New Alberta building inspector regulation!

Sun, 29 May by Ken MacAulay

Buying a new home or condo is probably one of the most demanding purchase’s a person will make. It requires one to use experts from a variety of fields to ensure and back up their decision. A new home buyer requires the help of a realtor to find and show them a variety of houses and make recommendations, many need a bank to help them with a mortgage, and most will opt to get the home inspected.
As it currently stand’s, the weak link in that chain is the home inspector. Though the realtor and bank will try to help a buyer make the right decision, inspectors are the ones called upon to ensure the structural sanctity of the building. On the whole, they are good, honest, and hard working people with previous experience in the construction industry. In Alberta, there are a number of groups who will license and back up an inspector, the Canadian Association of Home and Property Inspectors, Alberta Chapter for instance. When using a registered home inspector, a new buyer is most likely going to be okay. There is very little chance that they will get a bad recommendation.
However, there are two problems that occur in the Alberta home inspection industry. The first is that there is no requirement saying that an inspector needs to be licensed. Just about anyone can call themselves a “home inspector” without any experience, know how, or understanding, with no real way for a client to verify their credentials. The second is that their claims are not backed up. Even if someone is the most certified and experienced tradesperson, they can still make a mistake. If they do, there is no way to be compensated for their error.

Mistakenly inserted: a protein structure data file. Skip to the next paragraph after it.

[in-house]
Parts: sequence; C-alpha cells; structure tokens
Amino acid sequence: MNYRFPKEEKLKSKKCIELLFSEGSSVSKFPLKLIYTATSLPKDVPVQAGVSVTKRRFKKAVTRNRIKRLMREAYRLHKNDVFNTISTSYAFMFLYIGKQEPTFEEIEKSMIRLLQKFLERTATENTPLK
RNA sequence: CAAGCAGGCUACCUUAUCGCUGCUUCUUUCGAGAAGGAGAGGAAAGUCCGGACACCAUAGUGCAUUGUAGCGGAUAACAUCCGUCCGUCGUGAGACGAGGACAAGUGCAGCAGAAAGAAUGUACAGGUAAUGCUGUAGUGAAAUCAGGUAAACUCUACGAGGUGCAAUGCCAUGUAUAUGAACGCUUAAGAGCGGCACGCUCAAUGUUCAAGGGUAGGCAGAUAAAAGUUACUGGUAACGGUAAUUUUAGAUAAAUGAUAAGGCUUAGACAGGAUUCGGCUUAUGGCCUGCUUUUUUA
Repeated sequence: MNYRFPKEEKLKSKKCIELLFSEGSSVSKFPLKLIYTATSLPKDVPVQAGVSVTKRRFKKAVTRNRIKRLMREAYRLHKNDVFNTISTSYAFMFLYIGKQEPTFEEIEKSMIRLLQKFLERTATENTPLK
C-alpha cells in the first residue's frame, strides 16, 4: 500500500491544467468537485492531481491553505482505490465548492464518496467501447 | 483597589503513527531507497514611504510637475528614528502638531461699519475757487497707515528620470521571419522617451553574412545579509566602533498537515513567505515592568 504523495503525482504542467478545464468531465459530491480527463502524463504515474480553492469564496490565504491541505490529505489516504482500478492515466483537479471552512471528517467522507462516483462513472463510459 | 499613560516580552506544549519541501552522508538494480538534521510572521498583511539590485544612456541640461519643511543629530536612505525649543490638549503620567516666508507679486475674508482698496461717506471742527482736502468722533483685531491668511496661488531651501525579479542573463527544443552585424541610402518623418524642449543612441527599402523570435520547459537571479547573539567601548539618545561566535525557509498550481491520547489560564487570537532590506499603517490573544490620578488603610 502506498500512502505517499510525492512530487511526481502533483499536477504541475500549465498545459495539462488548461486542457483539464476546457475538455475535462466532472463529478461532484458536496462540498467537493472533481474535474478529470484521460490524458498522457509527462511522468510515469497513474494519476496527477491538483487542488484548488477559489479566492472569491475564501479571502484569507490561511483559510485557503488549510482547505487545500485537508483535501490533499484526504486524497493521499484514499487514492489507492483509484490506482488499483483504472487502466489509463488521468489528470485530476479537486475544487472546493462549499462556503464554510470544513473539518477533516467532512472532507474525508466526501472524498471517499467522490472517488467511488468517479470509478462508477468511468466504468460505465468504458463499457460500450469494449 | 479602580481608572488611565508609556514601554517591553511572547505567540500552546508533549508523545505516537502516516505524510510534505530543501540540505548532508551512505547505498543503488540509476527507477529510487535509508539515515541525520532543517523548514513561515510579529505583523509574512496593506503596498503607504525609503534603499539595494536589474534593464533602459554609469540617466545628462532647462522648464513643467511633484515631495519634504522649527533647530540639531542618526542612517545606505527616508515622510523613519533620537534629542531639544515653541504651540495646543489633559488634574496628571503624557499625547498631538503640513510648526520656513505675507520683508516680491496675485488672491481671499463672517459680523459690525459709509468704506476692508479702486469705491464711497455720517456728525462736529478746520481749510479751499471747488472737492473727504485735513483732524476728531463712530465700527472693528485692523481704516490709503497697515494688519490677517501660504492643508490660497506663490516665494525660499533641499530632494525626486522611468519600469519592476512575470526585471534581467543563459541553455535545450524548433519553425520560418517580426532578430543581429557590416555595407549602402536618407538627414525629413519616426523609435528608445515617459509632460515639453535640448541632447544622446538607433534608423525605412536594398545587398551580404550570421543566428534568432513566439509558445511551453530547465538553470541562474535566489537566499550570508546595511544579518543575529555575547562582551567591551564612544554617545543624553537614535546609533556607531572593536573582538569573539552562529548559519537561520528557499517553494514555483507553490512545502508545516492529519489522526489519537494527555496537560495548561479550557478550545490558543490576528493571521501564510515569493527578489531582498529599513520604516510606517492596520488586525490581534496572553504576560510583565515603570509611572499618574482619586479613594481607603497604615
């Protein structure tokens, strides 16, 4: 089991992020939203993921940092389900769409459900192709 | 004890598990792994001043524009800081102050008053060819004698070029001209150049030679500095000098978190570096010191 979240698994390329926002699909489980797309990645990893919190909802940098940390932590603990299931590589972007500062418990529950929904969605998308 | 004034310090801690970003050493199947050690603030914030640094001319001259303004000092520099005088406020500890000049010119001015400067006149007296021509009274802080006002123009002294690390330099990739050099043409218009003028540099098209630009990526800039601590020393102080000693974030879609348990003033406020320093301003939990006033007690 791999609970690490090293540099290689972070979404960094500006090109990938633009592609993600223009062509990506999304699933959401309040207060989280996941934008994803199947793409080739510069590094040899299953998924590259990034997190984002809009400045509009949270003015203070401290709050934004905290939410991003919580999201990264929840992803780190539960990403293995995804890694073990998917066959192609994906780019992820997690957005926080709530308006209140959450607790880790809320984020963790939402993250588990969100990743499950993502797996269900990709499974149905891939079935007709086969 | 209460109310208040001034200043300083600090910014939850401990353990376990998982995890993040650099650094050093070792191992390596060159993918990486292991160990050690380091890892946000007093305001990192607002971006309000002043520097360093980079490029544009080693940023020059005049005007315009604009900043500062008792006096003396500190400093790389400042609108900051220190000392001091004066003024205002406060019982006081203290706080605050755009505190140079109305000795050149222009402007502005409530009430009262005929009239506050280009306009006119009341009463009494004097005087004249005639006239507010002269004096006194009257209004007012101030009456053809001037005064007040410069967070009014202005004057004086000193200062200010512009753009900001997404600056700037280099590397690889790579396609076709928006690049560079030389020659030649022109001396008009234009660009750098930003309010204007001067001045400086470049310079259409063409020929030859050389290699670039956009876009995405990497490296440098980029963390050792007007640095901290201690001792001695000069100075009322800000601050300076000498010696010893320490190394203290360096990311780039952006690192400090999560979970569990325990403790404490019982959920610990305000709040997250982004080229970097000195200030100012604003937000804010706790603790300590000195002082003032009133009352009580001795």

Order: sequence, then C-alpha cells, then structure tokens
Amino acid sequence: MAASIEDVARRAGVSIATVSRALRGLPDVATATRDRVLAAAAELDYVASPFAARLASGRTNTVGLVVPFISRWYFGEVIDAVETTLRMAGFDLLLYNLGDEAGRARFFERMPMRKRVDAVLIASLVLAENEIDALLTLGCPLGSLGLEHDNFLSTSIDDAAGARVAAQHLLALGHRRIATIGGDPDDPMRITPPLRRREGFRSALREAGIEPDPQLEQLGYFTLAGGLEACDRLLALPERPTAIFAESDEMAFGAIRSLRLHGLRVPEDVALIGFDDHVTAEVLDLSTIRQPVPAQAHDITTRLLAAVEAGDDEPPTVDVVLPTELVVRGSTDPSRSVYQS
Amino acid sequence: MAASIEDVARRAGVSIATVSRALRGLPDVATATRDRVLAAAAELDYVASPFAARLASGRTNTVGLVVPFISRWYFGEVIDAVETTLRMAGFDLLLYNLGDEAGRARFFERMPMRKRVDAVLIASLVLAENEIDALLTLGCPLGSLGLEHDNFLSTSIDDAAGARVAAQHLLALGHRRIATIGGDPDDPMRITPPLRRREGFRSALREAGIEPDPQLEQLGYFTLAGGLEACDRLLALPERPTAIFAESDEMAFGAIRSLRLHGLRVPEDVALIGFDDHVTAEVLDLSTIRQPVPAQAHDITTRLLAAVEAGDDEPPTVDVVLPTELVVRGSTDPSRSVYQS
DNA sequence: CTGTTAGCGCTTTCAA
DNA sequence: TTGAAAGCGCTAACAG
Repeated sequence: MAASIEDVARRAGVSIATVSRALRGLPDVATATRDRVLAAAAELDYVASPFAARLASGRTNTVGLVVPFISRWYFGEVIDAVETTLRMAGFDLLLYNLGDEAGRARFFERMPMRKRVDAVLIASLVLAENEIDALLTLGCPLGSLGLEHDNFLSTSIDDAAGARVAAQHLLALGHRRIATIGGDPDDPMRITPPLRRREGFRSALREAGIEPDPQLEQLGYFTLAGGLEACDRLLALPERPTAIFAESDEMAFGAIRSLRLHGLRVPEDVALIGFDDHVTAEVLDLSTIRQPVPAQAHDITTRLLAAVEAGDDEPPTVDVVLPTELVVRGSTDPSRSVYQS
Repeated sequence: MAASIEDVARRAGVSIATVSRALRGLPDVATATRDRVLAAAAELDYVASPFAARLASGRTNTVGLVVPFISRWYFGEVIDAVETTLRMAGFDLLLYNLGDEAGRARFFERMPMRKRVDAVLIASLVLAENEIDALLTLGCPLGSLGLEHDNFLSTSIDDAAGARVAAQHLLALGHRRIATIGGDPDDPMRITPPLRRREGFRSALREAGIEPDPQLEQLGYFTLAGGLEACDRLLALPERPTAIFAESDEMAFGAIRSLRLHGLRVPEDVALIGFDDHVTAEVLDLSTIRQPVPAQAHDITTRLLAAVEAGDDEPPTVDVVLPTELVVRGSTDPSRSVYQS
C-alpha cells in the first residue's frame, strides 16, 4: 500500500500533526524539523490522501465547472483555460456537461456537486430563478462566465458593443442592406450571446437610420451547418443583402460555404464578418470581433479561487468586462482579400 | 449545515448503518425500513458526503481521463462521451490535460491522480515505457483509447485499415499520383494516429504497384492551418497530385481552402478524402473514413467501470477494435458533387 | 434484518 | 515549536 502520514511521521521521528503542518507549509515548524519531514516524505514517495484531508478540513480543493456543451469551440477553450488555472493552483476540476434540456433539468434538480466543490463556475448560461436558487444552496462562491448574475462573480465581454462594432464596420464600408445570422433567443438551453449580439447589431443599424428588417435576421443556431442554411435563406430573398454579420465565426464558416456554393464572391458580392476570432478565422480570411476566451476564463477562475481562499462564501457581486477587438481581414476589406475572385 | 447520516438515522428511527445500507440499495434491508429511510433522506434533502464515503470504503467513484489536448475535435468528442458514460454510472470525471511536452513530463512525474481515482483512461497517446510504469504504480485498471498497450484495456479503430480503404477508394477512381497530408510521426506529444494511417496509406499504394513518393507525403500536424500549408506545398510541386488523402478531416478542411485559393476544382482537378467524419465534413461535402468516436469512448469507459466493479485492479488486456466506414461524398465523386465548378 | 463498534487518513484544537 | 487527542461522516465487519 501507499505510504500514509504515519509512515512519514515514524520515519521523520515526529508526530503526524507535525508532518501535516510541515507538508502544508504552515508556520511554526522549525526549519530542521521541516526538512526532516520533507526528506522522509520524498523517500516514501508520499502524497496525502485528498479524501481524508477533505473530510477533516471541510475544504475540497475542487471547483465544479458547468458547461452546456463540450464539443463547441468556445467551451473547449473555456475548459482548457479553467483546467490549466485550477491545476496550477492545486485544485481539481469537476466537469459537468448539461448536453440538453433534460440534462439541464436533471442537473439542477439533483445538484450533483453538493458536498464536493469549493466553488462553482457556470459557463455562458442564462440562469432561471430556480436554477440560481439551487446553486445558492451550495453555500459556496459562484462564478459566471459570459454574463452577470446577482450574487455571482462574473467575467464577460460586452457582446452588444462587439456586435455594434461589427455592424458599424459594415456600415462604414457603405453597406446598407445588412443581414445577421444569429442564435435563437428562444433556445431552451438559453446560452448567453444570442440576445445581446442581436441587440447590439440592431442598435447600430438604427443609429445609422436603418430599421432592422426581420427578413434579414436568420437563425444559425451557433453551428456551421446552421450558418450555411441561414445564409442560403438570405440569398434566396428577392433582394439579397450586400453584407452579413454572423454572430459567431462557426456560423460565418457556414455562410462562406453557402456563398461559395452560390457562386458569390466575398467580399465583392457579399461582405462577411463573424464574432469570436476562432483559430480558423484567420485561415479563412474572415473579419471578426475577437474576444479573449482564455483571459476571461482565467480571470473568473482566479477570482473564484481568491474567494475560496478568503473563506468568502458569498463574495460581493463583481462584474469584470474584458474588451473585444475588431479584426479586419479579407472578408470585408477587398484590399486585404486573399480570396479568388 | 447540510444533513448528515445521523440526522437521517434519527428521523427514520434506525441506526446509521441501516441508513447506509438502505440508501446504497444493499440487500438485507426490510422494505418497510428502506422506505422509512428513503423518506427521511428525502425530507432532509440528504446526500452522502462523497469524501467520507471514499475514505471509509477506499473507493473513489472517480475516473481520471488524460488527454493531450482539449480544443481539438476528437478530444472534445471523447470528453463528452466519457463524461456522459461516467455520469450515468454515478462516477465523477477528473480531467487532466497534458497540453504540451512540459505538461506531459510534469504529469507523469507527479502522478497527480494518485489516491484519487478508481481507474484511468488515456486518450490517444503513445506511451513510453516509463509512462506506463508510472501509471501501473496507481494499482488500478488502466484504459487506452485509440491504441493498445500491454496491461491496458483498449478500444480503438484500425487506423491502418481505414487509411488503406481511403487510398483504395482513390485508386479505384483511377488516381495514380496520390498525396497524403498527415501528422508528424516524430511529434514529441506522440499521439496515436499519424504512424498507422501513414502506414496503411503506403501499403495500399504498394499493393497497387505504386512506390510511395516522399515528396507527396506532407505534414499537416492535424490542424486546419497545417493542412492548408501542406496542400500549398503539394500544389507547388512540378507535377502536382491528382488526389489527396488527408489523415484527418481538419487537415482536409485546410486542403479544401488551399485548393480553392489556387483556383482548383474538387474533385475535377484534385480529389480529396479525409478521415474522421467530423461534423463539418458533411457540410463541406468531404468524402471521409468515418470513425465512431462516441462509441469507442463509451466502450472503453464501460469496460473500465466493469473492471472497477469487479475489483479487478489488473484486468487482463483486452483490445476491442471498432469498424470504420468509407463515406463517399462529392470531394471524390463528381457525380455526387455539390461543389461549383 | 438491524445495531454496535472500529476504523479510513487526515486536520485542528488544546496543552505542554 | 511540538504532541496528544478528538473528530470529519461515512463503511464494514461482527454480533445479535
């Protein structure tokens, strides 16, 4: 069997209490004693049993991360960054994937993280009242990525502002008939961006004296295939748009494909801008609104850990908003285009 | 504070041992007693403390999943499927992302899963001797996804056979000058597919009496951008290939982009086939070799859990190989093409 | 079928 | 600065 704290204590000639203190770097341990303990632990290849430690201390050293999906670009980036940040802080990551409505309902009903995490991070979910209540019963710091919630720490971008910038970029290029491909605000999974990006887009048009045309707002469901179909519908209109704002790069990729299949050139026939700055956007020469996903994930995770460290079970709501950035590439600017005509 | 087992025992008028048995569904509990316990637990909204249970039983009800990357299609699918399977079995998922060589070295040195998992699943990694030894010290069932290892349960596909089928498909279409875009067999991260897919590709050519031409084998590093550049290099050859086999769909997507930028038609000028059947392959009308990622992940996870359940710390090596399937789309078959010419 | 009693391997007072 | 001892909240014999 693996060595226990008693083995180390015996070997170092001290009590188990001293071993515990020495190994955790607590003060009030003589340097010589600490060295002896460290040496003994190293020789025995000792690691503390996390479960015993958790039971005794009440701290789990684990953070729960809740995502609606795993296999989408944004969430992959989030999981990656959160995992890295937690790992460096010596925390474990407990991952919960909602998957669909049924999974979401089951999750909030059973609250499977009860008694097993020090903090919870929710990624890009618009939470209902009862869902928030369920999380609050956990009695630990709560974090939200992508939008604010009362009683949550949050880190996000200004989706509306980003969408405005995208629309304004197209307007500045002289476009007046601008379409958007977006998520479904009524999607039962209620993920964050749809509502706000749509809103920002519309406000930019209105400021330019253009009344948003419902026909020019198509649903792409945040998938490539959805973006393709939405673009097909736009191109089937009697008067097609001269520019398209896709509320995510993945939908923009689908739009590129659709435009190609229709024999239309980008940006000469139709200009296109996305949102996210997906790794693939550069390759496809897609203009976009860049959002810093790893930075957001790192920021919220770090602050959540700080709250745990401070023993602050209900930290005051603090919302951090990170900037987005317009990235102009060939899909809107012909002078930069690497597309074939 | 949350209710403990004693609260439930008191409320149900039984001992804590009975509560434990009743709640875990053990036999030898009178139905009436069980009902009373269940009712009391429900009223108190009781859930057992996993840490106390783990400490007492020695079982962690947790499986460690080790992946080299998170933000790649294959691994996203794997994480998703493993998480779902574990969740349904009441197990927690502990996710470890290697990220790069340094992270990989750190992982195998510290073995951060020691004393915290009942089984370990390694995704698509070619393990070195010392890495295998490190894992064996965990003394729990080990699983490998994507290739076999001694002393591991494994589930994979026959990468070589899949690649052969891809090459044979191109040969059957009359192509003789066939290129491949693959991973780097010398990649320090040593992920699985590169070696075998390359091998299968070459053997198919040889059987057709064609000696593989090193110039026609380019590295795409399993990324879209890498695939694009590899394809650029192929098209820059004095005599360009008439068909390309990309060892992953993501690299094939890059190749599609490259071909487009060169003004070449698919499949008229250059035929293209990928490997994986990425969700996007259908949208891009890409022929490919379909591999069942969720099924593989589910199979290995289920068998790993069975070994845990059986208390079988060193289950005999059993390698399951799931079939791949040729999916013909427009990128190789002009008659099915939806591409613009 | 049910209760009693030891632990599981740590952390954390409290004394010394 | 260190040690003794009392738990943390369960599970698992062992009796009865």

The good news is, this will change on September 1, 2011 when new legislation, passed by the provincial government goes into effect. The government will enforce licensing agreements which require an inspector to have successfully completed training from a sanctioned education institution, as well as pass a test administered by the province. It set’s out clear guidelines on what needs to be included in an inspection, ensuring nothing is accidentally. missed. And lastly, most importantly, it requires that inspection firms hold omission insurance which is to be be paid out in the case of a mistake. If for instance, the flooring in a condo was not placed on properly, and was missed by the inspection, a new homeowner will be able to claim the repairs against the firm’s insurance, covering the costs of the repair.
This is very good news for Albertans. Though our building code still needs to be re-worked to come more in-line with the rest of Canada, this is a very good first step. By giving people the power to make informed decisions, builders will be forced into constructing better homes, which serves a very similar function.

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